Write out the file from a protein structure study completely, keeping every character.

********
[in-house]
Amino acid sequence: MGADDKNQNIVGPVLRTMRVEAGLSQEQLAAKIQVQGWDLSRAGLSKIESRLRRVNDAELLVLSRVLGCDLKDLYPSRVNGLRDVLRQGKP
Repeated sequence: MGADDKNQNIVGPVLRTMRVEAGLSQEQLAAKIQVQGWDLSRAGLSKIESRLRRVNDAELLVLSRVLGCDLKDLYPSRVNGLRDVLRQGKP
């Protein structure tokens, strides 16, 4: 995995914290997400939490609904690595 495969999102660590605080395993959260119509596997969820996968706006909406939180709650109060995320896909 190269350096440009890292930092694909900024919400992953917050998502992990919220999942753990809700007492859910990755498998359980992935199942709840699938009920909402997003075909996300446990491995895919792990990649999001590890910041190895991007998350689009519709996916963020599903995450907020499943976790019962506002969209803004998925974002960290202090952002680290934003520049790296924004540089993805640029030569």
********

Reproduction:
[in-house]
Amino acid sequence: MGADDKNQNIVGPVLRTMRVEAGLSQEQLAAKIQVQGWDLSRAGLSKIESRLRRVNDAELLVLSRVLGCDLKDLYPSRVNGLRDVLRQGKP
Repeated sequence: MGADDKNQNIVGPVLRTMRVEAGLSQEQLAAKIQVQGWDLSRAGLSKIESRLRRVNDAELLVLSRVLGCDLKDLYPSRVNGLRDVLRQGKP
């Protein structure tokens, strides 16, 4: 995995914290997400939490609904690595 495969999102660590605080395993959260119509596997969820996968706006909406939180709650109060995320896909 190269350096440009890292930092694909900024919400992953917050998502992990919220999942753990809700007492859910990755498998359980992935199942709840699938009920909402997003075909996300446990491995895919792990990649999001590890910041190895991007998350689009519709996916963020599903995450907020499943976790019962506002969209803004998925974002960290202090952002680290934003520049790296924004540089993805640029030569």